Fine particulate matter (PM2.5) that originates from brake pads may be just as bad for the lungs as PM2.5 from diesel exhausts, a study has suggested.
Brake pad emissions make up a fifth of PM2.5 air pollution at roadsides, and the King’s College London and Imperial College London research found that it causes inflammation which harms respiratory health, as well as damaging cells when they enter the lungs.
They also believe that brake pad dust could be contributing to coughs and colds suffered by Londoners.
Non-exhaust emissions (NEE) are expected to rise from 7.4% today to 10% of all UK PM2.5 emissions by 2030, in part due to increased regulations on exhaust emissions as well the further take-up of electric vehicles (EVs).
EVs are generally heavier than their petrol or diesel equivalent, which increases NEE. However, many EVs are equipped with regenerative braking, which reduces emissions.
For the study, which was published in the journal Metallomics, researchers obtained dust from a brake pad testing factory which tests a broad range of vehicles used across Europe in real-time driving conditions.
To test its effect on immune cells, they grew macrophages in the lab, which are a type of immune cell that protects the lungs by killing bacteria.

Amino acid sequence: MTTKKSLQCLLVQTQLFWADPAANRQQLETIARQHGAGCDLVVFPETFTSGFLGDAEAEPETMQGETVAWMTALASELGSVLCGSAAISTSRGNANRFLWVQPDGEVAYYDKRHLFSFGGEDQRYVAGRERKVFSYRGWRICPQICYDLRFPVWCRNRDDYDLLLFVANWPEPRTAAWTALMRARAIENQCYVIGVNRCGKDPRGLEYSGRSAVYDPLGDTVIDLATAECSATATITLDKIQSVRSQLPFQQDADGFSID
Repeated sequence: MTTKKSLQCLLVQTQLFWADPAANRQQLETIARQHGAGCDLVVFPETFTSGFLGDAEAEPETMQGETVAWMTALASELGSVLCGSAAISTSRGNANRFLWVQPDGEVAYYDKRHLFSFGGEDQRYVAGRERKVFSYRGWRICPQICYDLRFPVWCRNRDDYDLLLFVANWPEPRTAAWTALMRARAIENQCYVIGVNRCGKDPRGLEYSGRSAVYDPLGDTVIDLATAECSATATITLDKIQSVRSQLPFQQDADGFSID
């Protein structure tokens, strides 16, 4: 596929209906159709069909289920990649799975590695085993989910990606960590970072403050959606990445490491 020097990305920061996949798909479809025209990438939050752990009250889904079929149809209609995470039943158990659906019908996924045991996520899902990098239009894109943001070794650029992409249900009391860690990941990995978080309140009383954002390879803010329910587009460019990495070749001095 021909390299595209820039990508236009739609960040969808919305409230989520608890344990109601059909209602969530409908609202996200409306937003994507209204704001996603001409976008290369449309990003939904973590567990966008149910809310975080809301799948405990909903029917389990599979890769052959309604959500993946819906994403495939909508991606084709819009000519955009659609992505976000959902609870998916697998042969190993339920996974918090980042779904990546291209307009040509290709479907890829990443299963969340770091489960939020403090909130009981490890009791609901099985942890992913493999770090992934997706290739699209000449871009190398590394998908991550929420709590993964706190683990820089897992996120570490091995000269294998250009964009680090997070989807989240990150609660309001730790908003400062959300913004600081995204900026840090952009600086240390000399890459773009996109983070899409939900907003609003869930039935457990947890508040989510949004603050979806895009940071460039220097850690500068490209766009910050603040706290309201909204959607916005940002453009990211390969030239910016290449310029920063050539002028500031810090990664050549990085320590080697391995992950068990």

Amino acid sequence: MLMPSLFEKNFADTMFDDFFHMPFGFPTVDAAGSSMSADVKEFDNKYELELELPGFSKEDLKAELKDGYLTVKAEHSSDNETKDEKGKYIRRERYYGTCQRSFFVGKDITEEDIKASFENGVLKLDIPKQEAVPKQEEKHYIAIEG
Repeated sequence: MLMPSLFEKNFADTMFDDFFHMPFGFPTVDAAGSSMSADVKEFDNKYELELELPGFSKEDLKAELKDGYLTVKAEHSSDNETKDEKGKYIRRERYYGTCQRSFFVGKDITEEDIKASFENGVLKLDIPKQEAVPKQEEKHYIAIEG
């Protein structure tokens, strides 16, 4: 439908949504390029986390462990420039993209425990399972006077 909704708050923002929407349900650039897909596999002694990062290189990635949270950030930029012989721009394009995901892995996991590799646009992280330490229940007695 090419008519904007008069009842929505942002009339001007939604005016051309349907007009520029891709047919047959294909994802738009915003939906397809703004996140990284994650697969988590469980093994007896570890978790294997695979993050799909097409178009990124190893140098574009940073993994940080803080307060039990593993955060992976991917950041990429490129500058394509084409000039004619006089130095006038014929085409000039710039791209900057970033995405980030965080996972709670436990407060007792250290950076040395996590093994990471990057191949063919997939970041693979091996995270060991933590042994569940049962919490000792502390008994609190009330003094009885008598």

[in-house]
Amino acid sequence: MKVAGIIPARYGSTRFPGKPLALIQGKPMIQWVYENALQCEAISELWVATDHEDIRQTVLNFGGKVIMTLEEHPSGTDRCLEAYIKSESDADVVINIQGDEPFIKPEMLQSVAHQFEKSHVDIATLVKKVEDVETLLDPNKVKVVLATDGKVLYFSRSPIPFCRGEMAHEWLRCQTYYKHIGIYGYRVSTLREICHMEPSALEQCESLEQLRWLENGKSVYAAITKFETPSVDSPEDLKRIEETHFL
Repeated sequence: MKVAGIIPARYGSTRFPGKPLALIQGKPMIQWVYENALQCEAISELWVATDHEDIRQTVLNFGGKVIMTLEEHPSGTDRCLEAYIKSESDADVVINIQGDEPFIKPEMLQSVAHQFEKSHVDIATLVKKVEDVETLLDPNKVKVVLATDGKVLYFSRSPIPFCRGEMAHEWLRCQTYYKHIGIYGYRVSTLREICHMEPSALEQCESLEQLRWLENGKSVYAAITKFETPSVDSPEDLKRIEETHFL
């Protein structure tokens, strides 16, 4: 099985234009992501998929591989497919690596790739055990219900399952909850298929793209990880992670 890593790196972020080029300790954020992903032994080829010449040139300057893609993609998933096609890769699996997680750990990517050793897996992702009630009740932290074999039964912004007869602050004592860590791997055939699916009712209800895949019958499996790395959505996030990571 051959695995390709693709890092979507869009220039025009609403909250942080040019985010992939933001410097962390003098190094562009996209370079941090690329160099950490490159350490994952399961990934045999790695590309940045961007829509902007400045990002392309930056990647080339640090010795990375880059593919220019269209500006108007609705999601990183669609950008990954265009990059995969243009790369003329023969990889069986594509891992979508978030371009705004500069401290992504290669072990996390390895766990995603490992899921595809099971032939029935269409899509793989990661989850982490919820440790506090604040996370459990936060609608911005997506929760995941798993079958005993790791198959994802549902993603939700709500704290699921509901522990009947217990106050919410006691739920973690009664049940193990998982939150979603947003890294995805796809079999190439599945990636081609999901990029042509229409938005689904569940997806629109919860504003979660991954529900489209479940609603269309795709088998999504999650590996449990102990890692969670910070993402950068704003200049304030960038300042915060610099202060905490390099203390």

When they exposed the macrophages to particulates from diesel exhaust and brake dust respectively, scientists were surprised to find they both reduced the ability of the macrophages to take up and destroy the bacteria.
The particulates from both sources also caused the macrophages to produce immune signalling molecules which drive inflammation and damages the lungs.
Dr Ian Mudway, who led the research at the MRC Centre for Environment and Health at King’s College London, said: ‘At this time the focus on diesel exhaust emissions is completely justified by the scientific literature, but we should not forget, or discount, the importance of other components, such as metals from mechanical abrasion, especially from brakes.
‘There is no such thing as a zero-emission vehicle, and as regulations to reduced exhaust emissions kick in, the contribution from these sources are likely to become more significant.’
Last year, the Air Quality Expert Group (AQEG) warned that urgent action must be taken to cut emissions from tyres and brakes.
Their report argued the case for introducing an internationally recognised standard for measuring NEE, which it says would allow for a more accurate understanding of the threat it poses.